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Archive for July, 2010|Monthly archive page

Dodd-Frank & Its Implications

In Technology Issues and the Law on July 2010 at 4:38 am

Not social media… but everyone’s talking about it!  The Dodd-Frank Wall Street Reform and Consumer Protection Act (Dodd-Frank) is slated to effect sweeping changes in the financial services industry with an eye to prevent future financial crisis, as witnessed in recent years. Title IV of the Dodd-Frank Act, the Private Investment Registration Act of 2010, places numerous restrictions on private funds and fund advisers.  One of the many changes is the amendment of the Investment Advisers Act of 1940 (the 1940 Act) to require previously exempt investment advisers to register with the Securities Exchange Commission (SEC).

– Exemptions eliminated through the amendment of the 140 Act will become effective one year after the date of enactment of Dodd-Frank.

– Qualified investment advisers may register with the SEC during the transition period.

– The records of private funds obtained by the SEC and other government agencies under Frank-Dodd will be exempt from the Freedom of Information Act.

The complete article can be found here.

Published with permission from Sardar Law Firm LLC.

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LBJ, the NBA & Twitter

In Social Media on July 2010 at 4:13 pm

Here’s an example of Social Media use… blogging the right way, but on LBJ’s part, perhaps not Twittering in the best ways…

Unless you were living under a rock last week, you know at least a little about how Lebron James, along with Dwayne Wade and Chris Bosh, signed with the Miami Heat, thus creating the most talked-about (and Tweeted about) threesome since Larry, Curly, and Moe.  If you know a lot about what happened last week, i.e. you were completely sucked in by the ubiquitous coverage on all the major news networks, news sites, and, of course, ESPN, you know that Lebron chose to announce his joining of the mighty basketball triumvirate in a one-hour special, “The Decision.”  It was like The Bachelor, or something, for dudes. In fact, much was made before and after the announcement of LeBron’s one-hour ESPN special:

‘What a completely arrogant, self-absorbed S.O.B. to have an entire hour devoted to him.’’

‘What a complete slap in the face for Cleveland.’

‘He had to do it–it’s more than basketball–it’s the LeBron brand.’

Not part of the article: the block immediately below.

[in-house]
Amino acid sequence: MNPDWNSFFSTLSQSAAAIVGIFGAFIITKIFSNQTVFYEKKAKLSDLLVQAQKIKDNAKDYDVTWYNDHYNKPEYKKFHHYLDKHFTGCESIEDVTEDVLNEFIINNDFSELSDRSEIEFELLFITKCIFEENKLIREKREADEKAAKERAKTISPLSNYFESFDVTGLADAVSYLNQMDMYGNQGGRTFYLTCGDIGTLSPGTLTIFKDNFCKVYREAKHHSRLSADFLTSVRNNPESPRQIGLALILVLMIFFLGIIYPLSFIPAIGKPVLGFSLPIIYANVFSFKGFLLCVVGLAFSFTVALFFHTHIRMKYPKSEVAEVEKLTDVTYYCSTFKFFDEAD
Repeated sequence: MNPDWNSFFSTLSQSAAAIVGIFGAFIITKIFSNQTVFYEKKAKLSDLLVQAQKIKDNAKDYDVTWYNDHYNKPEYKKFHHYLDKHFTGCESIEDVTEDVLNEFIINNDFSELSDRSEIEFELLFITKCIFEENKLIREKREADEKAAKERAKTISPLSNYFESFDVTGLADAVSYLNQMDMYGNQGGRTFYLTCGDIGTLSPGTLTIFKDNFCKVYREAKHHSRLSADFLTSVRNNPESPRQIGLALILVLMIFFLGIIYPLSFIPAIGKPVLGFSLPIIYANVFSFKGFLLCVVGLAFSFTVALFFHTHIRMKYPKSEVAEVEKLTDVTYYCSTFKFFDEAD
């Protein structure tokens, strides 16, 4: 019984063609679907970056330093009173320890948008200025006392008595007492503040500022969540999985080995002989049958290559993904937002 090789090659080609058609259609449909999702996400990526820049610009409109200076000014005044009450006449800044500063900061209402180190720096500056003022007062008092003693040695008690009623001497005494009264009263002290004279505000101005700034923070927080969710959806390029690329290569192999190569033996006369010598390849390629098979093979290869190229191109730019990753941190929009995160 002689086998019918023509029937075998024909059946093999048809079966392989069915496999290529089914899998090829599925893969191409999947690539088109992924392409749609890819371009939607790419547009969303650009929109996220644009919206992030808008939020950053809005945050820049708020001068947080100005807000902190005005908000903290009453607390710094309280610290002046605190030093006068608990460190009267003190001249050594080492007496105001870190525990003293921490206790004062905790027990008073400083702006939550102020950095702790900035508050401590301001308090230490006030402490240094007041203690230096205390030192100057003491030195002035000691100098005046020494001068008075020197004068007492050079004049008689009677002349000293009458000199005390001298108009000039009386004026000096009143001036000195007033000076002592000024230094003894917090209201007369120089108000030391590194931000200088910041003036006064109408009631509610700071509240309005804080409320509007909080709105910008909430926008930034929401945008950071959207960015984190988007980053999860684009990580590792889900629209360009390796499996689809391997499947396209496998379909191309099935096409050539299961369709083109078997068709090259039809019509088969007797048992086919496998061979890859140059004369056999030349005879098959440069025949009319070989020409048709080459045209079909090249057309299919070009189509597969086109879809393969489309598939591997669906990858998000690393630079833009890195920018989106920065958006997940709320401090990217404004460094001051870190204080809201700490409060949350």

I overheard that last comment at a bar just before the one-hour special went on from, someone who’s either a very, very wise man, or, more likely, someone who works in a communications industry.  In any event, this ‘Decision’, however you want to parse it, was a very important case-study in branding through Twitter.  I’ll tell you why.

Unlike his new teammates, Unlike his new teammates, LeBronLeBron had eschewed had eschewed Twitter, up until a few days before to “The Decision.”  After “The Decision,” Team LeBron took the  somewhat social media-savvy step in seeking feedback from their followers regarding LeBron’s handling of “The Decision.”   Obviously, Team LeBron did not have the resources or wherewithal to open up this very important, brand-saving feedback BEFORE “The Decision”, or else they would have.  The did not have the resources or wherewithal to open up this very important, brand-saving feedback BEFORE “The Decision”, or else they would have.  The media would have devoured and broadcast any pushback from would have devoured and broadcast any pushback from LeBron followers, thus indicating to followers, thus indicating to Team LeBron that they might want to scale back the hoopla surrounding “The Decision.”   Unfortunately for that they might want to scale back the hoopla surrounding “The Decision.”   Unfortunately for Team LeBron,there are discussions out there now about how he and his handlers screwed this one up, thus damaging his brand.

LeBron will probably continue to be the most explosive player on the planet.  He, Bosh, and Wade will probably bring multiple championships to South Beach. Team LeBron will probably become more savvy in using will probably become more savvy in using Twitter to promote to promote LeBron.

But for a lot of people, the damage has been done.  They’re turned off, not necessarily because LeBron left a city that reveres him–it’s a business–but because of the way in which he did it.  Had left a city that reveres him–it’s a business–but because of the way in which he did it.  Had LeBron utilized utilized Twitter to have a conversation with his followers BEFORE “The Decision,” he at least could have mitigated some of the damage to his brand.

The truth is, Team LeBron violated a new violated a new branding commandment: Thou shalt not keep one’s followers in the dark.

— Originally Published by Global Executive Board

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